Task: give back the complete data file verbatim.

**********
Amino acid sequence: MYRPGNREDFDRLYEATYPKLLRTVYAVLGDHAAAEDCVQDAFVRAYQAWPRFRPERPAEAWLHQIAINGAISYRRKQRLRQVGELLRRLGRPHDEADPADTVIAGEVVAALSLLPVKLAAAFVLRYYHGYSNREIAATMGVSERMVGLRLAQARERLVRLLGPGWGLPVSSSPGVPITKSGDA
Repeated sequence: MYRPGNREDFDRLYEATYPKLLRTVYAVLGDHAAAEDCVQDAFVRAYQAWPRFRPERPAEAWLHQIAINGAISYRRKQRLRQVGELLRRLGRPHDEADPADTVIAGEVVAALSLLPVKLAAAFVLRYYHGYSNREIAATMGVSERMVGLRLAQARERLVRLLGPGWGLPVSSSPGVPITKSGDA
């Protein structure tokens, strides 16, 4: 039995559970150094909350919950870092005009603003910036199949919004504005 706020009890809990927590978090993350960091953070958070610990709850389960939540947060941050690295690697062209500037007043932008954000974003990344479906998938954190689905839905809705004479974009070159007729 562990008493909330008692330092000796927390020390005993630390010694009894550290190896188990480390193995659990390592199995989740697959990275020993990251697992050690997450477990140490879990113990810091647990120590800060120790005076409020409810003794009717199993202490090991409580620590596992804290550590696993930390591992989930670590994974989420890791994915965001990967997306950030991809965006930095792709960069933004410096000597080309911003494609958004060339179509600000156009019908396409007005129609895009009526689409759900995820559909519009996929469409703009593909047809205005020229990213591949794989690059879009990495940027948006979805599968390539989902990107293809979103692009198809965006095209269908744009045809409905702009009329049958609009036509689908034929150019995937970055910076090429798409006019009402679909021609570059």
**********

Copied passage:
Amino acid sequence: MYRPGNREDFDRLYEATYPKLLRTVYAVLGDHAAAEDCVQDAFVRAYQAWPRFRPERPAEAWLHQIAINGAISYRRKQRLRQVGELLRRLGRPHDEADPADTVIAGEVVAALSLLPVKLAAAFVLRYYHGYSNREIAATMGVSERMVGLRLAQARERLVRLLGPGWGLPVSSSPGVPITKSGDA
Repeated sequence: MYRPGNREDFDRLYEATYPKLLRTVYAVLGDHAAAEDCVQDAFVRAYQAWPRFRPERPAEAWLHQIAINGAISYRRKQRLRQVGELLRRLGRPHDEADPADTVIAGEVVAALSLLPVKLAAAFVLRYYHGYSNREIAATMGVSERMVGLRLAQARERLVRLLGPGWGLPVSSSPGVPITKSGDA
């Protein structure tokens, strides 16, 4: 039995559970150094909350919950870092005009603003910036199949919004504005 706020009890809990927590978090993350960091953070958070610990709850389960939540947060941050690295690697062209500037007043932008954000974003990344479906998938954190689905839905809705004479974009070159007729 562990008493909330008692330092000796927390020390005993630390010694009894550290190896188990480390193995659990390592199995989740697959990275020993990251697992050690997450477990140490879990113990810091647990120590800060120790005076409020409810003794009717199993202490090991409580620590596992804290550590696993930390591992989930670590994974989420890791994915965001990967997306950030991809965006930095792709960069933004410096000597080309911003494609958004060339179509600000156009019908396409007005129609895009009526689409759900995820559909519009996929469409703009593909047809205005020229990213591949794989690059879009990495940027948006979805599968390539989902990107293809979103692009198809965006095209269908744009045809409905702009009329049958609009036509689908034929150019995937970055910076090429798409006019009402679909021609570059």